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General Discussion > What's the etiquette on giving samples?

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message 1: by L.S. (new)

L.S. Burton (lsburton337) | 20 comments Hi. I was wondering what the etiquette was on giving away free samples. I'd like to give away fifty or a hundred copies of a short novel I have.

Is it okay to go into specific forums and mention I'm doing that, or is there an established manner in which it should take place?


message 2: by rivka (new)

rivka | 562 comments Is this an ebook or dead-tree book?


message 3: by L.S. (last edited Nov 16, 2011 06:51PM) (new)

L.S. Burton (lsburton337) | 20 comments Oh, yes. I knew I was missing something important haha.

It is most certainly not made from the mulch of a once-living thing. As much as I like living things in general. So yeah, ebook.

EDIT: You know what, I think i'm still vague. In essence, I had hoped it was fine to give away, say, 50 copies of a piece I've published with coupons from Smashwords.

I've seen people doing it, but is it officially kosher, is there an established manner in which to do so?


message 4: by rivka (new)

rivka | 562 comments If it were a once-living-mulch book, I'd suggest using our giveaway program. It's not yet set up for ebooks, so that won't be an option for you.

I don't think we have any established protocol for giving away ebooks, but many authors here have successfully used their GR blog to let users know about such giveaways. I see you import an external blog feed, so you could either post it on the external blog and let it import, or if you wanted it to be GR-only, you can manually add a blog post on GR.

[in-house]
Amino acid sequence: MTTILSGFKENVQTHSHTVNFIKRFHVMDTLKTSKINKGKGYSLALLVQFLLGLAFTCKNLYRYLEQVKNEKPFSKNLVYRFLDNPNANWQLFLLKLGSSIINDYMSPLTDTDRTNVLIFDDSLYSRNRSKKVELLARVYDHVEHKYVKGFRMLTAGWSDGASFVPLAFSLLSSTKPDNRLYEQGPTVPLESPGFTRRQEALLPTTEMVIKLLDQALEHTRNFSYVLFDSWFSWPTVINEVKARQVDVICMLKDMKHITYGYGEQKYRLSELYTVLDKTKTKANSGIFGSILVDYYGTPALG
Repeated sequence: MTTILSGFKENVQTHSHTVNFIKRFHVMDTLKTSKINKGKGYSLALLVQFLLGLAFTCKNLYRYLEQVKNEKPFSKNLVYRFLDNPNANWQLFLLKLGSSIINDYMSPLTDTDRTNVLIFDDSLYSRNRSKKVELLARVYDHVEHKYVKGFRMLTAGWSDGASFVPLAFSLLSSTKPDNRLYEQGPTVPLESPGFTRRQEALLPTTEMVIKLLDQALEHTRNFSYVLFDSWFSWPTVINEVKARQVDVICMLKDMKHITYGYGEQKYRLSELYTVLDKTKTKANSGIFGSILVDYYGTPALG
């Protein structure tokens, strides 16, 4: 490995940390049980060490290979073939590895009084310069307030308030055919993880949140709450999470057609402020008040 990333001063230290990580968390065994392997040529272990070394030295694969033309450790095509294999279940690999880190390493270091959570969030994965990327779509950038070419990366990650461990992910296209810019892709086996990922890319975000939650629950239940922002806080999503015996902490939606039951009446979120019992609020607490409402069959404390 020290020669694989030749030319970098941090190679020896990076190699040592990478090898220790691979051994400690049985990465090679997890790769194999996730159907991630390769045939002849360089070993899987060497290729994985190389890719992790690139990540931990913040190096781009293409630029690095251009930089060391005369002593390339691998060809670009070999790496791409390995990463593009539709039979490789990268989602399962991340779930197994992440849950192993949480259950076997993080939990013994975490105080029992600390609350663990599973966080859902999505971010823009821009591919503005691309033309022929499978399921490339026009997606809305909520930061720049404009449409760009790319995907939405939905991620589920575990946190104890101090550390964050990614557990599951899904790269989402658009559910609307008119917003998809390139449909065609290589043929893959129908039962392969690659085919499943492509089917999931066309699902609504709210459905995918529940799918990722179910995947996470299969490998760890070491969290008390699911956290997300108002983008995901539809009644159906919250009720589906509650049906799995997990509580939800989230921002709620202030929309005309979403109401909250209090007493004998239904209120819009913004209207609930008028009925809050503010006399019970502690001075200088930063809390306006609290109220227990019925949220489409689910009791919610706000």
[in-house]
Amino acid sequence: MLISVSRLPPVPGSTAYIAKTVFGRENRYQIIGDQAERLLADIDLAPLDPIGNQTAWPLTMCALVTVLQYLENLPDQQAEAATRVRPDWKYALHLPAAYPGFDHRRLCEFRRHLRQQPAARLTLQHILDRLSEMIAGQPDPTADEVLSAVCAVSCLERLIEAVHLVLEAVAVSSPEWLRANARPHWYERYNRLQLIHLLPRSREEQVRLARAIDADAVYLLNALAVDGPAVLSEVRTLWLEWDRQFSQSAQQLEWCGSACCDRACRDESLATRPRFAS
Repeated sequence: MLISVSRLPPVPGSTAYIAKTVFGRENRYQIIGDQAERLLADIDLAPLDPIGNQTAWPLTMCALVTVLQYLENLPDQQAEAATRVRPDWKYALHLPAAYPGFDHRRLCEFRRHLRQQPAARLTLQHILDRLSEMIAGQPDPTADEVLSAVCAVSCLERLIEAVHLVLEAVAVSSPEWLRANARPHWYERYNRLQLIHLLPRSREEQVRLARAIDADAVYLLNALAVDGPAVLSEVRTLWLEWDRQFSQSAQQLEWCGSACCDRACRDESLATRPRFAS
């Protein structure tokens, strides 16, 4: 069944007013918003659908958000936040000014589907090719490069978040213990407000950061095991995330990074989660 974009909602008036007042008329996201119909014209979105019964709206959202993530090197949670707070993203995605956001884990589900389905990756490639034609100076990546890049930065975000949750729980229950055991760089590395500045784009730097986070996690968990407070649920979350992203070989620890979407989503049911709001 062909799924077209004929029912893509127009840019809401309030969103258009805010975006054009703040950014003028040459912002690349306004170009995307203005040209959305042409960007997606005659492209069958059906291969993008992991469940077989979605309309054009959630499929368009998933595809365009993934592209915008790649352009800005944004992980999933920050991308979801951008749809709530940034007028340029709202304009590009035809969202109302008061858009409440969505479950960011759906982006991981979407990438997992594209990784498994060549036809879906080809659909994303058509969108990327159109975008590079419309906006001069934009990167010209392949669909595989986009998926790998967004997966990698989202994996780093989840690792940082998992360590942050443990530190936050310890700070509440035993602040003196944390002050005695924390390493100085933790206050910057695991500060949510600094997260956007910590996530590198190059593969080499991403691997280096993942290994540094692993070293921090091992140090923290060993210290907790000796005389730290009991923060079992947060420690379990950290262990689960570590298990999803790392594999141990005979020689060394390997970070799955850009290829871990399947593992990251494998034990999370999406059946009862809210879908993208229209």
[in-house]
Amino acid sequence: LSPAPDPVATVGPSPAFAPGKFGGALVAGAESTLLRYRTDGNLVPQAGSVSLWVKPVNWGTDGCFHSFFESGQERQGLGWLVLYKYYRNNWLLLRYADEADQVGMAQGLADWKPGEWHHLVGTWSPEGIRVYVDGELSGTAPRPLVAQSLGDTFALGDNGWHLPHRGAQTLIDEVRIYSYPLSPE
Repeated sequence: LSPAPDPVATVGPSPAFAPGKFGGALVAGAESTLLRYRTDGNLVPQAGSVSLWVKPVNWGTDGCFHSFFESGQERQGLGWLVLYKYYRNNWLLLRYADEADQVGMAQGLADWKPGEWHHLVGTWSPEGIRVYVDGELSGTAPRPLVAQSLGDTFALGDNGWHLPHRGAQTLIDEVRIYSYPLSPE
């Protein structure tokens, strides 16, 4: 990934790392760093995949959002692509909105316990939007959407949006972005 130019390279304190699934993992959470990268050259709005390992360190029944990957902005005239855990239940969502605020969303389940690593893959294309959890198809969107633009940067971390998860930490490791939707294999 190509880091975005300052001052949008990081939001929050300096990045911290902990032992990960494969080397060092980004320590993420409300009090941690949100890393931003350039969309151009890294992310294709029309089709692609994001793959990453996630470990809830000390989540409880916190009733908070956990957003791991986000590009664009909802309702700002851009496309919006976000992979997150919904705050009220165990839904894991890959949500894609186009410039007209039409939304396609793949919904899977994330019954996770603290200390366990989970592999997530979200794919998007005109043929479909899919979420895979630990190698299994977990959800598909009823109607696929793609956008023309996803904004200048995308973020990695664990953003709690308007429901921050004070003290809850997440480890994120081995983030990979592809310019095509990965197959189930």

message 5: by L.S. (new)

L.S. Burton (lsburton337) | 20 comments Great. Thank you very much.


message 6: by Ted (new)

Ted Summerfield (ted_summerfield) | 46 comments Hi Carroll. If you've had no reply within 30 days of sending your work then I'd email/contact reviewer and ask for a firm date for interview/review so you can help promote the upcoming review/interview.

If you don't receive a reply, try again. If you don't receive a reply on the third attempt then I'd go ahead and write about the reviewer/blogger.

Use your emails to backup your story.

There are people in this world who will act as reviewers in order to get a copy they can then sell themselves.

I haven't sent a book out for review. I just wait until a reader offers one.


message 7: by Gwendolyn (new)

Gwendolyn (drgwen) | 9 comments Carroll;

I'm an editor and author, so I read a fair number of ARC's every year for agents and publishers. It's easy to get behind on comments & corrections when I'm also on dead-line for not only clients but also my own work.

And based on my own experience with reviewers, I know how back-logged they can get.

Ted's given good advice, but I would have to caution that unless there was an agreed upon deadline, it may simply be a matter that the reviewer reads and reviews in the order in which the books are received, and you are somewhere in the queue.

Be polite with your inquiry. Reviewers are a relatively close community, and the last thing you want is to become known as that demanding, pain-in-the-derriere author.

After all, a free review is a free review, and in these days when we [authors] are pulling most of the marketing weight ourselves, good reviews and favourable interviews are, as the saying goes, better than cash money.


message 8: by Carol (new)

Carol Smith (carol_marlene) | 10 comments Right on Gwendolyn. Reviews are so welcoming. I get as big a kick out of a good review as I do from a book sale.


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